John makes snide comments to other people regarding Fielding’s unemployment. A dog is seen left out in the cold. Flashbacks show Fielding’s mother’s unresolved trauma brought on by her parents’ treatment regarding the family dog. When the dog dies (offscreen), her parents discourage her from crying about it, even bribing her with a day of shopping if she doesn’t make a big deal about it. On a couple of occasions, John sneaks a dog into a building that doesn’t allow for it. Gonker urinates on Nate while sitting on him in the car, and the gag goes on for half a minute.
Oh no, you think. Not another movie about a dog. I’m not strong enough for it. I still haven’t recovered from Marley & Me.
Well, not to worry, because Dog Gone is based on a real story—a far-reaching one that [spoiler warning] the dog survives. But Gonker’s ultimate fate isn’t really the point of the film. Actually, Dog Gone is about familial reconciliation.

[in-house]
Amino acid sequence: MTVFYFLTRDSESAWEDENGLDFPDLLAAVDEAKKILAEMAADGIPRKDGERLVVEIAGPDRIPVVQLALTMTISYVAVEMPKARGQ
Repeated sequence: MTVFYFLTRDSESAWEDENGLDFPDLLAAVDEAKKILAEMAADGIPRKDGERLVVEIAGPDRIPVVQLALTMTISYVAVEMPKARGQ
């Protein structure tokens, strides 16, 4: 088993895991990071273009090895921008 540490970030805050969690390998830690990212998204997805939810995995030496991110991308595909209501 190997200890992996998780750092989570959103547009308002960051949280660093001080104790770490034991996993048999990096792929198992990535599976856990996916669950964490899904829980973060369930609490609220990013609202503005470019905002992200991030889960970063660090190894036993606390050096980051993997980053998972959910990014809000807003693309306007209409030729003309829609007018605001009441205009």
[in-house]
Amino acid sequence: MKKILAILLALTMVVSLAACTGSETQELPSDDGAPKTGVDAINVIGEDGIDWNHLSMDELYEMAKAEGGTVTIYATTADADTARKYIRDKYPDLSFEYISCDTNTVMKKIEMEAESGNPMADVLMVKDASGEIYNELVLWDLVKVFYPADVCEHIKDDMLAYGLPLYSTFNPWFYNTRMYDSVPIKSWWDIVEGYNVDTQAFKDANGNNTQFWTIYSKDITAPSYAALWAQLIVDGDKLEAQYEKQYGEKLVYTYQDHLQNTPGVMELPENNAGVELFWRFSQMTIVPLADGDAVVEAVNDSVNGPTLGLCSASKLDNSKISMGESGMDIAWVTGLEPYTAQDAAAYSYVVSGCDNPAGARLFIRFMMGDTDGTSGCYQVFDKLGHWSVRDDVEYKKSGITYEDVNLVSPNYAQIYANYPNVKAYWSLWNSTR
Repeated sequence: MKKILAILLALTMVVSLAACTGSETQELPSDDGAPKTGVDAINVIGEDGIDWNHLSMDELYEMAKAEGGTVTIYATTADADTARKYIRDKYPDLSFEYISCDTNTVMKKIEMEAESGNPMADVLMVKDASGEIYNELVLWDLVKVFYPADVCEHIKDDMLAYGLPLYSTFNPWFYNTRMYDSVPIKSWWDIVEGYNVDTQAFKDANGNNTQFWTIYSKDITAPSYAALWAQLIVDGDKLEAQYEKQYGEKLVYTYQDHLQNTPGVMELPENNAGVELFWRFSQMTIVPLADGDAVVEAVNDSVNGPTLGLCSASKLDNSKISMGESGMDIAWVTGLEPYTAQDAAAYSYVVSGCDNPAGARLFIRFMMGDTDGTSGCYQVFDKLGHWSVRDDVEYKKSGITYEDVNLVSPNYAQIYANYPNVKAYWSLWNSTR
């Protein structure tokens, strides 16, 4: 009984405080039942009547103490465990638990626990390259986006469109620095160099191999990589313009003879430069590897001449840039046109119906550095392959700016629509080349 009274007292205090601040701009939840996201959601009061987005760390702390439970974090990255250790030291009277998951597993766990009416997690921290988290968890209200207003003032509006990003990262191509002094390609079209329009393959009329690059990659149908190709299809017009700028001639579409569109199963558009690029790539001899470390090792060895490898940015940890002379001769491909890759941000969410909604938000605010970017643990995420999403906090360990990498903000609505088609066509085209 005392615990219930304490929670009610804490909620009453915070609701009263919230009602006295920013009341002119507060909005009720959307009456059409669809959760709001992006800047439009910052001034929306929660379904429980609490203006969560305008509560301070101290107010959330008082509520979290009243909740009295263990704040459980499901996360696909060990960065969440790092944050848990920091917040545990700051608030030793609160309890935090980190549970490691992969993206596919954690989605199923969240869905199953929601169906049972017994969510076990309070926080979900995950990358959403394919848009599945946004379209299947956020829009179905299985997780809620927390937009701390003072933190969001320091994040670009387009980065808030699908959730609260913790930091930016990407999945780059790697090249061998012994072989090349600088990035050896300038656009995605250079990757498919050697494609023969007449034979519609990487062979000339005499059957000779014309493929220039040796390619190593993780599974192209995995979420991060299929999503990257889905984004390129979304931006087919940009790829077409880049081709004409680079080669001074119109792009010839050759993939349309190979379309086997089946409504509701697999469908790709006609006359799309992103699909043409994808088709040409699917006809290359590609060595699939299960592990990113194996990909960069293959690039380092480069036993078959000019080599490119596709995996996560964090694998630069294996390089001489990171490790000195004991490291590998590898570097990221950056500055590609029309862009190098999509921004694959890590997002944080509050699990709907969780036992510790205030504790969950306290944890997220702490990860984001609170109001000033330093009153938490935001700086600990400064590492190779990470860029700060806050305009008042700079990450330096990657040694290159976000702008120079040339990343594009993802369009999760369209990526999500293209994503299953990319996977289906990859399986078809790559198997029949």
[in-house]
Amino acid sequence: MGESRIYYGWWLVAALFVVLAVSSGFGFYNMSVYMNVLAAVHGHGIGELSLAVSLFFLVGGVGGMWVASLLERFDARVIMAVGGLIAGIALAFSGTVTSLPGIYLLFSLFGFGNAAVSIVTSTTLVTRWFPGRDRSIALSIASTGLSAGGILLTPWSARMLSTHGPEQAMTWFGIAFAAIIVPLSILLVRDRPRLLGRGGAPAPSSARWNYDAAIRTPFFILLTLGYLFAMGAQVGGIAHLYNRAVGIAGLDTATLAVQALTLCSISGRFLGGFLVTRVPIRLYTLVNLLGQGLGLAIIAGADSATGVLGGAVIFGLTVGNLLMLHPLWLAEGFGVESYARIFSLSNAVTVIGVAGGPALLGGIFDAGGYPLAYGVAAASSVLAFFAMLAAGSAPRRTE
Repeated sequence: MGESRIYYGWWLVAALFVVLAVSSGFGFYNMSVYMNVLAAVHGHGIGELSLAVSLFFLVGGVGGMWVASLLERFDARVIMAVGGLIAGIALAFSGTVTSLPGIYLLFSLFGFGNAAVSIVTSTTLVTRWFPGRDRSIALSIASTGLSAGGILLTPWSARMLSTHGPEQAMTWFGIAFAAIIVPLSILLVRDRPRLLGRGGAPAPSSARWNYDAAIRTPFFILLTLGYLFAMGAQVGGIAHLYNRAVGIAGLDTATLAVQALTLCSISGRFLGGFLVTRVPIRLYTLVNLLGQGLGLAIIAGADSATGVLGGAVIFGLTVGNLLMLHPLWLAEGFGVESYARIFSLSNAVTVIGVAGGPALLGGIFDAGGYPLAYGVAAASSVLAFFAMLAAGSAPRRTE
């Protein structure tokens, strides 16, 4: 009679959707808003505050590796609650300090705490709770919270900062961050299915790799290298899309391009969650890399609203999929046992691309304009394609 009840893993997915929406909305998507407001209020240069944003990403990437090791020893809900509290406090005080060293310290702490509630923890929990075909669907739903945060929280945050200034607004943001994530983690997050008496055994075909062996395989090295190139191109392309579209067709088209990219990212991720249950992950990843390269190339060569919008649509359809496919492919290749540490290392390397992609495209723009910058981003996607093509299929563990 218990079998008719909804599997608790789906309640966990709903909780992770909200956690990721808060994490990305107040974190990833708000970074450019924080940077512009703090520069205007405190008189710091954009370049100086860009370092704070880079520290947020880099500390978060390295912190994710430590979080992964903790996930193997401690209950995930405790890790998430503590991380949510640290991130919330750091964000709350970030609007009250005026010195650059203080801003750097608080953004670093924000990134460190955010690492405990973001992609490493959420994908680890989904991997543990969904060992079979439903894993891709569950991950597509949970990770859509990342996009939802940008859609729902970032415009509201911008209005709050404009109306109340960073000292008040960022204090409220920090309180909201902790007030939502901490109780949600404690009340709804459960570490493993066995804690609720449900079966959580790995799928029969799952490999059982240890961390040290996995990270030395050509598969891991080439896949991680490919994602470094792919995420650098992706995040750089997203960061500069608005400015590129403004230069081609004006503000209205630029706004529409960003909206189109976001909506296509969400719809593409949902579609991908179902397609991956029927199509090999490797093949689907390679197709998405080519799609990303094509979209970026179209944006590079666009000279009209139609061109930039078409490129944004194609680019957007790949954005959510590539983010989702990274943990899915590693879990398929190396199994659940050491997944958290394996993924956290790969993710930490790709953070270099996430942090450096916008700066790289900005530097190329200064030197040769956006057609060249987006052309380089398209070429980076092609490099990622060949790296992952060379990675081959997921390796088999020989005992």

When Gonker goes missing, Fielding and his father have to work together in order to find the yellow lab. The time they spend searching the expansive Appalachian Mountains allows the two space to reconcile their strained relationship.
“When you care about someone, it can’t just be sometimes or playtimes,” Fielding’s father says. “It has to be all the time.” And though those words refer to Fielding’s relationship with Gonker, the film demonstrates how they’re especially true of our families, too.
Of course, that’s not to say that the TV-PG film doesn’t have some bite. Some mild profanity creeps in, and we hear more than a dozen misuses of God’s name. That content will likely give parents of the youngest potential viewers pause. that’s definitely something with which make viewers will take pause.
But ultimately, Dog Gone tells a story of not just a man’s connection with his dog but also the value of familial connection, too. So is this a treat you’d do a trick for? Maybe not quite. But it might just cause a tail wag or two.
Though he was born in Kansas, Kennedy Unthank studied journalism at the University of Missouri. He knew he wanted to write for a living when he won a contest for “best fantasy story” while in the 4th grade. What he didn’t know at the time, however, was that he was the only person to submit a story. Regardless, the seed was planted. Kennedy collects and plays board games in his free time, and he loves to talk about biblical apologetics and hermeneutics. He doesn’t think the ending of Lost was “that bad.”